After the origin of the family
After the origin of the family of genes for receptors for peptides similar to glucagon, the genes have not remained static. Not only have their sequences evolved, but also like peptides similar to glucagon (Irwin, 2001, Irwin, 2009, Irwin, 2012, Ng et al., 2010, Hwang et al., 2013), the numbers of genes for the receptors has changed on different vertebrate lineages (Irwin and Wong, 2005, Ng et al., 2010, Irwin and Prentice, 2011, Hwang et al., 2013). The Glp1r gene was lost on the lineage leading to teleost fish before the fish-specific genome duplication, but then this genome Zebularine lead to the generation of a redundant Gcgr genes, one of which gained the ability to be bound and activated by GLP-1, resulting in a change in the function of GLP-1 (Chow et al., 2004, Irwin and Wong, 2005). Similarly, Gipr has been lost on the bird lineage, while the Gip gene, encoding its ligand, has been retained (Irwin and Zhang, 2006), suggesting that GIP may interact with a different receptor in birds, and thus likely has a different physiological function. In contrast, the Grlr gene was lost on the mammalian lineage, likely in parallel with the loss of the gene for its ligand. These gene losses should have resulted in the loss of the physiological function of the ortholog of exendin.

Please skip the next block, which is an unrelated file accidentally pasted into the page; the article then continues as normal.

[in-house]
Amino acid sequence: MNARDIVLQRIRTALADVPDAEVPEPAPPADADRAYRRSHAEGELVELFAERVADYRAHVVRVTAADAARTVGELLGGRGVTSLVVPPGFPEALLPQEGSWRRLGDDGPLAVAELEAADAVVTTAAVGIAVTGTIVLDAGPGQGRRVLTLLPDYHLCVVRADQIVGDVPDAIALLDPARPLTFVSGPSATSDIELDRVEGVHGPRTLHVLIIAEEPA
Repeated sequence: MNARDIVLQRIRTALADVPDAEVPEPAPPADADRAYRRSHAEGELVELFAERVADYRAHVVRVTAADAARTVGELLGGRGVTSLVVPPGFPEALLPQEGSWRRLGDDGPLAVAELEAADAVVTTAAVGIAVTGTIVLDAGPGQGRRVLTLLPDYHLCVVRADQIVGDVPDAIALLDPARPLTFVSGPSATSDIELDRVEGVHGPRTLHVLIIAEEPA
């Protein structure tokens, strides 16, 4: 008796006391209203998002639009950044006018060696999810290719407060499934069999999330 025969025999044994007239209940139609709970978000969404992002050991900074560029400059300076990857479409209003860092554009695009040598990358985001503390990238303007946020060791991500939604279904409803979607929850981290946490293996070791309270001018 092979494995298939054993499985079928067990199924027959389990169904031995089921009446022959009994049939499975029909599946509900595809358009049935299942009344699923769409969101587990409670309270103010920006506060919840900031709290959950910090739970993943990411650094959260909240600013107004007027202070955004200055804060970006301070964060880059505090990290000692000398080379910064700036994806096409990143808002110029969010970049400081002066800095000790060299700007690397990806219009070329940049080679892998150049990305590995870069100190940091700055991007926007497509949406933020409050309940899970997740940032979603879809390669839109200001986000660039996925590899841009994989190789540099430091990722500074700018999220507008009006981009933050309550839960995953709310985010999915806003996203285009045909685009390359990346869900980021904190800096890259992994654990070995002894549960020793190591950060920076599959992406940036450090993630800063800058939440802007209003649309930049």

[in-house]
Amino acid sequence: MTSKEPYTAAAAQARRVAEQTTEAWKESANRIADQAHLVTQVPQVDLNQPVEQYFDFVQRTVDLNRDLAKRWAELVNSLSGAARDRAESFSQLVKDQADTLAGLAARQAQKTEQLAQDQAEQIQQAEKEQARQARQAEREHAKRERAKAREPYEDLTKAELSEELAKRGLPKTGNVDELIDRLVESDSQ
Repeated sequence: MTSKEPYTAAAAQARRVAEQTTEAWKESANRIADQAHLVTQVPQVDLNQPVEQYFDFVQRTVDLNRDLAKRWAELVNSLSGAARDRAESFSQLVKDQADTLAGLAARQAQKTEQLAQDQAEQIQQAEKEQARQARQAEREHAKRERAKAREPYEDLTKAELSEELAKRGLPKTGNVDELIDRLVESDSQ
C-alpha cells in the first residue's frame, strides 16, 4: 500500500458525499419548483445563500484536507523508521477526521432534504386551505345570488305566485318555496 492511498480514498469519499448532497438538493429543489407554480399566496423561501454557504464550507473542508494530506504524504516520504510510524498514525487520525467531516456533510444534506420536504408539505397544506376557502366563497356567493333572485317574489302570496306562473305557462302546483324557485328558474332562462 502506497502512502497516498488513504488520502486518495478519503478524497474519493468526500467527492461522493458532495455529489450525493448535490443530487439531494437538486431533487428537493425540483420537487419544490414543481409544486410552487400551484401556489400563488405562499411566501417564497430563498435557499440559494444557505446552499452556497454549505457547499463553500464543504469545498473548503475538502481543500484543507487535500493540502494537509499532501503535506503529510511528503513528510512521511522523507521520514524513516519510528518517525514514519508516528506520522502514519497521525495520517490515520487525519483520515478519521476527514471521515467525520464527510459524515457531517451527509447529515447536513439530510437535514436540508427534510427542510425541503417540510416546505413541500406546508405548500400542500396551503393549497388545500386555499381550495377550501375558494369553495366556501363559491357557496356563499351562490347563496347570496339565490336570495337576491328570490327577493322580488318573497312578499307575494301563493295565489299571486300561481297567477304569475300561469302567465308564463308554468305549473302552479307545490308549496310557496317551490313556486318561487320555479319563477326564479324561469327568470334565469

Acknowledgments Work from the author’s lab has been supported by Grants from the Natural Sciences and Engineering Research Council and the Canadian Institutes for Health Research.